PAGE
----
# What modifications could you make to a graph to allow Dijkstra's algorithm to work on it?

So I've been thinking, without resorting to another algorithm, what modifications could you make to a graph to allow Dijkstra's algorithm to work on it, and still get the correct answer at the end of the day? If it's even possible at all?

I first thought of adding a constant equal to the most negative weight to all weights, but I found that that will mess up everthing and change the original single source path.

Then, I thought of traversing through the graph, putting all weights that are less than zero into an array or somwthing of the sort and then multiplying it by -1. I think his would work (disregarding running time constraints) but maybe I'm looking at the wrong way.

EDIT: Another idea. How about permanently setting all negative weights to infinity. that way ensuring that they are ignored?

So I just want to hear some opinions on this; what do you guys think?

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The real question is, what does "shortest path" in a graph with negative edges (or even worse, negative cycles) mean? –  Shahbaz May 13 '12 at 11:55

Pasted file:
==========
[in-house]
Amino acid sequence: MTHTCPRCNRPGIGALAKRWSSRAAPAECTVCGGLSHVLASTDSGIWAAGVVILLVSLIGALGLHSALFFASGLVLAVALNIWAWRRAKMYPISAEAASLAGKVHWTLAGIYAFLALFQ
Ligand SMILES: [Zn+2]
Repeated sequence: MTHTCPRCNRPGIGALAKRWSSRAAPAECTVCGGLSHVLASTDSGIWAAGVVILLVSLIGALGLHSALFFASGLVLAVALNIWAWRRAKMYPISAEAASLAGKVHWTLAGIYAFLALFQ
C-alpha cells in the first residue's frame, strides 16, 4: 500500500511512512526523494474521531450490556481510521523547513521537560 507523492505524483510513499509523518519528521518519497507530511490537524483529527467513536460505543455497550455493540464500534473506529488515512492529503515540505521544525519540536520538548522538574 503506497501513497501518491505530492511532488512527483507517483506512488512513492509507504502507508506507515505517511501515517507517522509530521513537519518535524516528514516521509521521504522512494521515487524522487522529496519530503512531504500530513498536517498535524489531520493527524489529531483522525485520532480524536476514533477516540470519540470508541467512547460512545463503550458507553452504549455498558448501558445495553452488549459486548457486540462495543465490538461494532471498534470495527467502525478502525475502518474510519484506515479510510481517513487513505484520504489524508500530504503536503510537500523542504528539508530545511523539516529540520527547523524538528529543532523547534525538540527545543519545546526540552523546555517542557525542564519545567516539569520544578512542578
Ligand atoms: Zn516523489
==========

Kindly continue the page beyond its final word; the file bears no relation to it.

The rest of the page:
@Shahbaz Negative weights are tricky, but I guess it mean what it usually means - shortest path inclusive of all reduced costs (negative weights)? Yea that didn't make much sense. –  Zeno May 13 '12 at 12:10

Seems you looking for something similar to Johnson's algorithm:

1. First, a new node q is added to the graph, connected by zero-weight edges to each of the other nodes.

2. Second, the Bellman–Ford algorithm is used, starting from the new vertex q, to find for each vertex v the minimum weight h(v) of a path from q to v. If this step detects a negative cycle, the algorithm is terminated.

3. Next the edges of the original graph are reweighted using the values computed by the Bellman–Ford algorithm: an edge from u to v, having length w(u,v), is given the new length w(u,v) + h(u) − h(v).

4. Finally, q is removed, and Dijkstra's algorithm is used to find the shortest paths from each node s to every other vertex in the reweighted graph.

By any algorithm, you should check for negative cycles, and if there isn't negative cycle, find the shortest path.

In your case you need to run Dijkstra's algorithm one time. Also note that in Johnson's algorithm semi Bellman–Ford algorithm runs just for new added node. (not all vertices).

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You can find proof of correctness in wiki link. But if there is any ambiguity I can explain it. –  Saeed Amiri May 13 '12 at 12:39
I'll look into it. Thanks. –  Zeno May 14 '12 at 0:27